An electrician should certainly verify the wire type and size needed (likely THHN or THWN-2 rated because of the outside conduit run and the potentially high-temp attic run). Depending on your local code requirements, or if not running the outside run in metal conduit, this may well have to be a 4 wire conductor - 2 lives, neutral, and ground in the cable. Or the A/C may have to be bonded externally to the electrical sytem ground rods, which adds up to the same thing - so personally I would run 4 conductor wire like THHN/THWN-2 /3 WG, bringing the ground back to the panel for best protection. This also gives some protection in the attic in case the wire gets damaged by someone inspecting or working up there, which is all too common when the wiring is spanning through or over the top of joists and is covered with insulation - I have seen/heard of several house fires from attic wiring runs being stepped on and damaged to the point of catching fire.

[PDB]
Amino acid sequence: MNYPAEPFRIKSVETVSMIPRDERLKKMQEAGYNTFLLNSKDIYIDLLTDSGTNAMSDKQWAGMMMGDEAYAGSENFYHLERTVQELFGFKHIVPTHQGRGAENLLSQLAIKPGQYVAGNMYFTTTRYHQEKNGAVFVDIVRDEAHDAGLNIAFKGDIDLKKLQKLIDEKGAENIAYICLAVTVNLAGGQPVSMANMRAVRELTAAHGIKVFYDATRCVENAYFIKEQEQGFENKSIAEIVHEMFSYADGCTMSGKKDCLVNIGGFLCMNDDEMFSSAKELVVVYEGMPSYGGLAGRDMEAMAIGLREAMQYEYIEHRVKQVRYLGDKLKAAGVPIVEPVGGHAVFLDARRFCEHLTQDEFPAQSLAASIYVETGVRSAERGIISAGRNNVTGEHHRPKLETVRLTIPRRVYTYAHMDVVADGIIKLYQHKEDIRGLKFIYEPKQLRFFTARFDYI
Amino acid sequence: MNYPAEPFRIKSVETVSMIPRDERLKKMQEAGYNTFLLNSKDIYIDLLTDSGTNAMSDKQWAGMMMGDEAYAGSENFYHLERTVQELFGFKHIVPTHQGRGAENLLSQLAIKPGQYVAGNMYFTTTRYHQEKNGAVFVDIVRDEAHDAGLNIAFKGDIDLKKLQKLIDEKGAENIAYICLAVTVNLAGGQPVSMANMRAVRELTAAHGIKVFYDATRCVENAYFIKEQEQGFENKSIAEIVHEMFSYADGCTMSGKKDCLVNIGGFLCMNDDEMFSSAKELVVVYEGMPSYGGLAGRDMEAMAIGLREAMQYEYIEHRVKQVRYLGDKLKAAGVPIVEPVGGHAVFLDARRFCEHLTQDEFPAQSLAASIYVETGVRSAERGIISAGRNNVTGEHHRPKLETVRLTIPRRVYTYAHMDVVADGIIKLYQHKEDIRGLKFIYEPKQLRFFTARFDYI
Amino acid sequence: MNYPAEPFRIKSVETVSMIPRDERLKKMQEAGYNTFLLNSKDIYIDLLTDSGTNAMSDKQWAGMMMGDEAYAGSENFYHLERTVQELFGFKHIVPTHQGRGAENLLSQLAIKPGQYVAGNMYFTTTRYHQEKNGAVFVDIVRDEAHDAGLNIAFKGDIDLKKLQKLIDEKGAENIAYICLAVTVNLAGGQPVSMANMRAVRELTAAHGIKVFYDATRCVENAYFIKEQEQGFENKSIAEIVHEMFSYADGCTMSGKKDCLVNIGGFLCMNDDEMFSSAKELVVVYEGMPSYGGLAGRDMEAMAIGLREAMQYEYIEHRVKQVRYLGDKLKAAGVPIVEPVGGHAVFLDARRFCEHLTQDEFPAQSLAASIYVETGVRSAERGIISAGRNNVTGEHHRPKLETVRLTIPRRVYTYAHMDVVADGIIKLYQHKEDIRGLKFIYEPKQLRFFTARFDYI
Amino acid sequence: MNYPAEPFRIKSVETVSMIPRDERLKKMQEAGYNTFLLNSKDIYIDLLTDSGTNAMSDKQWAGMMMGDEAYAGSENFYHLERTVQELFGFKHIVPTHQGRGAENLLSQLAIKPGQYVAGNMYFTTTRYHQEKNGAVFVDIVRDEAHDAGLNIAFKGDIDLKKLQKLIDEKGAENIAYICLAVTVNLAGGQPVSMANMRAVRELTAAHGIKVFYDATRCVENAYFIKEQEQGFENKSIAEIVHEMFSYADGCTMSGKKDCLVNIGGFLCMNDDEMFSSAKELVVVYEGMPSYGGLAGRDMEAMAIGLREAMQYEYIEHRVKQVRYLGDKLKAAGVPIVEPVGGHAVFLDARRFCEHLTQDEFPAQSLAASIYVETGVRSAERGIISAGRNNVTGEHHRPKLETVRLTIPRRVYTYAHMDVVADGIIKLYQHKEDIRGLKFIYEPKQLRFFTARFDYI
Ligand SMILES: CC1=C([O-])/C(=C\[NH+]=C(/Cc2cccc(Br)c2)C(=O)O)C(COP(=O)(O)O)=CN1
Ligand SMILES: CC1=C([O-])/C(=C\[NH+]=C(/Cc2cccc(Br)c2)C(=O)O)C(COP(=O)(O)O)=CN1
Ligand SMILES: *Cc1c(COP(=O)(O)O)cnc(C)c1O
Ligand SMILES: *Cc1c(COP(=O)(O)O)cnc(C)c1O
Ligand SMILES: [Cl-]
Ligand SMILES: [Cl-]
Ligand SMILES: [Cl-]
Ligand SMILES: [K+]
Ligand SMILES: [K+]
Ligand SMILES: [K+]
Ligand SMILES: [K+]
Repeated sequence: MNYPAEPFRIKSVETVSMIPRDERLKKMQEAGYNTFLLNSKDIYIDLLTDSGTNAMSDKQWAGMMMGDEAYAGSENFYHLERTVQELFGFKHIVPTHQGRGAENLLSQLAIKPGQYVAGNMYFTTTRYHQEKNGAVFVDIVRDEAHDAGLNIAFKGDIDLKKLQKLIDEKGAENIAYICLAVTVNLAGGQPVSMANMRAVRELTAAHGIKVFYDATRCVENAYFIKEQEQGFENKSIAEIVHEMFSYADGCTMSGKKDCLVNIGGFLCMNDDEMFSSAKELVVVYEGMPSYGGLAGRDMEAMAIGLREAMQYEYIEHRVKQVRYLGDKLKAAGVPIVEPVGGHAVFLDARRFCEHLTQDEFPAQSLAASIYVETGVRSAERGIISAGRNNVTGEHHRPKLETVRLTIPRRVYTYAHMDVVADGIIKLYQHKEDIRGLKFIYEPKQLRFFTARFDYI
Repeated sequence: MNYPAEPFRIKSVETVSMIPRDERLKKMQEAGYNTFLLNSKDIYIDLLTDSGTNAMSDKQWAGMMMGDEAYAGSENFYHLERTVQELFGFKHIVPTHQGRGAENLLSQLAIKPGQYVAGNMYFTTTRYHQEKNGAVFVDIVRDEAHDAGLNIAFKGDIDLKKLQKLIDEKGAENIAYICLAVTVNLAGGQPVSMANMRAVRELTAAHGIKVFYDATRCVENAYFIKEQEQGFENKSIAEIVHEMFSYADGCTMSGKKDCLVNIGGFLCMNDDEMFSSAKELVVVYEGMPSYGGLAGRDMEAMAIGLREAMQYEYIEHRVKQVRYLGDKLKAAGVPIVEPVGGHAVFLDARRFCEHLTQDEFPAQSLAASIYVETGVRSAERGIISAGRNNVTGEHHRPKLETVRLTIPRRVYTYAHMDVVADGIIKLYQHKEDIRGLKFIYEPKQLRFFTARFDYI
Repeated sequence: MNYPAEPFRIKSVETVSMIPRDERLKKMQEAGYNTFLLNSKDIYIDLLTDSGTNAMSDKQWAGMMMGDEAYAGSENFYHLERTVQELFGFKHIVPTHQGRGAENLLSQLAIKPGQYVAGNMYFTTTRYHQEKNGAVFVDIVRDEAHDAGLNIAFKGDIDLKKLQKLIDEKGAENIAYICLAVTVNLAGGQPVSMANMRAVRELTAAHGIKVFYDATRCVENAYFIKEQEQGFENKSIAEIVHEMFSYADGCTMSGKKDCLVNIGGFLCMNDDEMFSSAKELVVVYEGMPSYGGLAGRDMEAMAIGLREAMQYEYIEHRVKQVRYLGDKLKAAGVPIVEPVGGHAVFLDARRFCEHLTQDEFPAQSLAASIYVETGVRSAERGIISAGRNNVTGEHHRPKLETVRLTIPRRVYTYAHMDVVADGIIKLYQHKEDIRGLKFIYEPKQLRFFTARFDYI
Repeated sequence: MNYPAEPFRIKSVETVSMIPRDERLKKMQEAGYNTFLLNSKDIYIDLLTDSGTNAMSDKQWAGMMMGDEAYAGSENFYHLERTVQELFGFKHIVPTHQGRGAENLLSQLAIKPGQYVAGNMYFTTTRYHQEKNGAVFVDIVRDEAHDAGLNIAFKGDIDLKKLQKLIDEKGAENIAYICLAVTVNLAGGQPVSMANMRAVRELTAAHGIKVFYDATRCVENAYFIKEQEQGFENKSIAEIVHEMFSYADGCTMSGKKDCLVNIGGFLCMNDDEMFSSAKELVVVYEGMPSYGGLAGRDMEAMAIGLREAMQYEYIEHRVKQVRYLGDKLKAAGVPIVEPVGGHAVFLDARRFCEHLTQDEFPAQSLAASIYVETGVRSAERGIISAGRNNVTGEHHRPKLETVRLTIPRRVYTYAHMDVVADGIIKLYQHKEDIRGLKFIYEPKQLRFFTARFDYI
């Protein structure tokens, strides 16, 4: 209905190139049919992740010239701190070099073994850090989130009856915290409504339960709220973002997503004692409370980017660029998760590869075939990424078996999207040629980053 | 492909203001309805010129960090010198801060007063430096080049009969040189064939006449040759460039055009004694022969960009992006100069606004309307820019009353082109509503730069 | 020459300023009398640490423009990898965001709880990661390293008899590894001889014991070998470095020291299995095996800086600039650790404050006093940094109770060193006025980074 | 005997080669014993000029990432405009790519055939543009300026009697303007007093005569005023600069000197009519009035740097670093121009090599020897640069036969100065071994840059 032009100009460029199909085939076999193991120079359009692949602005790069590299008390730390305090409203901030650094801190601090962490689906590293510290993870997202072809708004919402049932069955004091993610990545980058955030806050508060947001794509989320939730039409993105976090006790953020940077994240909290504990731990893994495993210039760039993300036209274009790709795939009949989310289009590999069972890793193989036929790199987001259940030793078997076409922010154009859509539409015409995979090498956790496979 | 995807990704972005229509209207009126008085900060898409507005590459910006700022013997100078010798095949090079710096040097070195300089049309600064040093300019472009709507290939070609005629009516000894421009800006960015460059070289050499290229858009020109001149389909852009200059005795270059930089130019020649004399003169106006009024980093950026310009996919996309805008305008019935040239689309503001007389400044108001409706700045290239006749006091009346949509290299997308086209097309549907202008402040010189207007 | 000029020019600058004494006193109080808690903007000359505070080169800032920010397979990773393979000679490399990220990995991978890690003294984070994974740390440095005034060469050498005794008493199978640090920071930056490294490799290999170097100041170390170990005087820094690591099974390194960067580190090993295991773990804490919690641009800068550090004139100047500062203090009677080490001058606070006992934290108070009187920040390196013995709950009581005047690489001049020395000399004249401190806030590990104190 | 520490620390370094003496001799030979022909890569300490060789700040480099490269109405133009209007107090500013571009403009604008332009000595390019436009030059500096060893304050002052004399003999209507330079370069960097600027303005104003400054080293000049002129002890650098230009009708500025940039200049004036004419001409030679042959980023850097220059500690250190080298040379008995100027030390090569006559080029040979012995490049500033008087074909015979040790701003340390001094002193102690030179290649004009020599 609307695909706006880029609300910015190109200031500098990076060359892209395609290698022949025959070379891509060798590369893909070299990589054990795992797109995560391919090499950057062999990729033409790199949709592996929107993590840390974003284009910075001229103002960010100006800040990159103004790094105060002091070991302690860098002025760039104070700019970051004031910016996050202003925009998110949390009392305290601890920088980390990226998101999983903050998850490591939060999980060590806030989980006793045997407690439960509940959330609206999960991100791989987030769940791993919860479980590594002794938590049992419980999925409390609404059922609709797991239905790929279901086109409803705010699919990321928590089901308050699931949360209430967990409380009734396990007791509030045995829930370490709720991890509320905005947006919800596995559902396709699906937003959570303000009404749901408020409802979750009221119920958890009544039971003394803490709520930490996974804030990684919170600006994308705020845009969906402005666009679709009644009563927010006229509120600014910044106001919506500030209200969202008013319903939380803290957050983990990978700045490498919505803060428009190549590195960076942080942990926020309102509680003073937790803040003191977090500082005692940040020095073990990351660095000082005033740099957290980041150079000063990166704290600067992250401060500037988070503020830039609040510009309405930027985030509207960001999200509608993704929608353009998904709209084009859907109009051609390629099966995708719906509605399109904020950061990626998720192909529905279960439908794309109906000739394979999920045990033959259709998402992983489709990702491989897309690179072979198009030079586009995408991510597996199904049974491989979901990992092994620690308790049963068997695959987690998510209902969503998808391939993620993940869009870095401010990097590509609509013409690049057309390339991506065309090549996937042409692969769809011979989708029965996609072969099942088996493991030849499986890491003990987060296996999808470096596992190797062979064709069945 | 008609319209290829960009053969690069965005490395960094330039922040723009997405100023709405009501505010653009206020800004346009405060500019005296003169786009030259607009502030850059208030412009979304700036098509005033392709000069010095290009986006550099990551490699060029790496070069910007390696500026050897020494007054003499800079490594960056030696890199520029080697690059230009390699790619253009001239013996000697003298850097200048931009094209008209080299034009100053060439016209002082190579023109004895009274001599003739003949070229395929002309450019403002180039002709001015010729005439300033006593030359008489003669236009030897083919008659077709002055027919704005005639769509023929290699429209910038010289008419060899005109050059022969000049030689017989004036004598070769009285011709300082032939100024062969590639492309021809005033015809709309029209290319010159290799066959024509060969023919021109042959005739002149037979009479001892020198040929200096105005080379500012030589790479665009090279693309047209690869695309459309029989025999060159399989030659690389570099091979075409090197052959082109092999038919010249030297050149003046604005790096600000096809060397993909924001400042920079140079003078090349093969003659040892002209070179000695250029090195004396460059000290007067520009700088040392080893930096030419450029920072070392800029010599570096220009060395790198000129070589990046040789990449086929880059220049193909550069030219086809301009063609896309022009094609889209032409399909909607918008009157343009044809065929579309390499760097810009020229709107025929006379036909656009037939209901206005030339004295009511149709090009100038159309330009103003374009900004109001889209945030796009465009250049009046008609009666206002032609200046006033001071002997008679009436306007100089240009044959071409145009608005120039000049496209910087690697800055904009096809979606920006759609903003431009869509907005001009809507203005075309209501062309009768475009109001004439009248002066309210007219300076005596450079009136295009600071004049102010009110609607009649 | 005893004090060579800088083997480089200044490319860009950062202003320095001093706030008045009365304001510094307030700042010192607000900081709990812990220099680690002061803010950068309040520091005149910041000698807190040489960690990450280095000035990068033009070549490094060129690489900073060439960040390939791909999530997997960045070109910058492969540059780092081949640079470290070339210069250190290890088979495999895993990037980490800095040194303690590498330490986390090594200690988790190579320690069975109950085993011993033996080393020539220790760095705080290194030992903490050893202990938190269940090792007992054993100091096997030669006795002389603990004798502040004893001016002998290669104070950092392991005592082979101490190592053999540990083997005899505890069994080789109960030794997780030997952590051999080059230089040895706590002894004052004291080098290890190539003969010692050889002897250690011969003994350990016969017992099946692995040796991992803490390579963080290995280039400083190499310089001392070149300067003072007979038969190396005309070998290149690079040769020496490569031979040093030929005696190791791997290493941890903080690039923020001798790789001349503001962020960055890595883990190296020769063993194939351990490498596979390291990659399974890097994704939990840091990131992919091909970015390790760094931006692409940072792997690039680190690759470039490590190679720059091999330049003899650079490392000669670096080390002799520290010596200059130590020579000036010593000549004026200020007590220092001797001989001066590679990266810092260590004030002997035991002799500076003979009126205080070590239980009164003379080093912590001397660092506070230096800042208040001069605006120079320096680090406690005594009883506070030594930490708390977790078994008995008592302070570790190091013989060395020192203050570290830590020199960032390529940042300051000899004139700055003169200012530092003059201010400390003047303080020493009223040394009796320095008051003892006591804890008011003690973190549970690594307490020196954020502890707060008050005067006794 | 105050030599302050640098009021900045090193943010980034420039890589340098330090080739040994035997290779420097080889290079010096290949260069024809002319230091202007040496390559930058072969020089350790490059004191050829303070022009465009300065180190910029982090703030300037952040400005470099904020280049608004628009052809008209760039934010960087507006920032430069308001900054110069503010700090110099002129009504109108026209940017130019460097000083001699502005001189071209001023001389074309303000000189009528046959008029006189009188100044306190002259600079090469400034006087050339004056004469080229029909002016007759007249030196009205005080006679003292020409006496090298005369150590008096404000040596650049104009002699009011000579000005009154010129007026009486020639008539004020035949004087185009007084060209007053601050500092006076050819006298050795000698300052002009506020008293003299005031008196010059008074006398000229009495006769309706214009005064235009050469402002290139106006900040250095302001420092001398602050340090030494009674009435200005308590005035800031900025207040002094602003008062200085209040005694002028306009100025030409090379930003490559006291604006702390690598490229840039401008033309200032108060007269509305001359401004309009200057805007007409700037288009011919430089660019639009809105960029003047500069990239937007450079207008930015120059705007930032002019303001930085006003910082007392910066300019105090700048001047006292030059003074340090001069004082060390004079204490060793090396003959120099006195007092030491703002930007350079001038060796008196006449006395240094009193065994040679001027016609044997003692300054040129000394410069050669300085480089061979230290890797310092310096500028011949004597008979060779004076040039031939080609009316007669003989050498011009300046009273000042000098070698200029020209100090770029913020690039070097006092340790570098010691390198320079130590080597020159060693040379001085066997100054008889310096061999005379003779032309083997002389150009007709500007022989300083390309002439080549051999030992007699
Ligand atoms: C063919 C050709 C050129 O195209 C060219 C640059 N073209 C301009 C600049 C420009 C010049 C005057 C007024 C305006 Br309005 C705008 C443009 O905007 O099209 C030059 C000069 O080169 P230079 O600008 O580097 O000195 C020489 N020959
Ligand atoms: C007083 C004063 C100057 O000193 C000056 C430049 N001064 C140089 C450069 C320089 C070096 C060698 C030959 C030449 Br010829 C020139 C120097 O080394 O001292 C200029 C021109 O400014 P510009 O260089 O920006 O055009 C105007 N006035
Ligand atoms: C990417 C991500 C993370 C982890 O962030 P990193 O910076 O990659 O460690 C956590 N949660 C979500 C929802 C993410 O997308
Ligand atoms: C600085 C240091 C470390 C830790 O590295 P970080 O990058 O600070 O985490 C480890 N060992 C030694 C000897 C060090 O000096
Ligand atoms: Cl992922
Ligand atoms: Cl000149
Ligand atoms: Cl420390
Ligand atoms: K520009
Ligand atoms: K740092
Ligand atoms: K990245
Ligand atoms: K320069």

In some code areas, especially lightning-prone areas, you may wantto or have to (by code) put in an independent ground at the A/C as well - likely another $100 cost or so in driveable ground conditions.


So - cost - probably about 2-3 hours work at $100-200/hour for labor in most areas, so that is about $200-600. Materials - 125' cable at about $1.50-2.00/LF, 30' conduit (say 3/4" - 1/2 is awful tight for that wire) @ $2/LF including connectors/pull corner box at house wall. Connection box and miscellaneous $50. 2-pole breaker $10-400 depending on make/model of your box - that is the biggest variable. Possible separate ground rod and wire $100.


So - I would estimate from $500-1450 depending on local labor costs, attic accessibility and working conditions, whether breakers/circuits have to be moved around in the breaker panel to put in another 240V circuit, whether an independent ground is installed, and the cost of the breaker itself (which is normally under $50 but with some older panels can be up to $400 or occasionally even more for brands where compatible ones are no longer made). I have seen cases where a new modern sub-panel had to be put in because the old panel breakers were no longer available or were incredibly expensive to find and buy.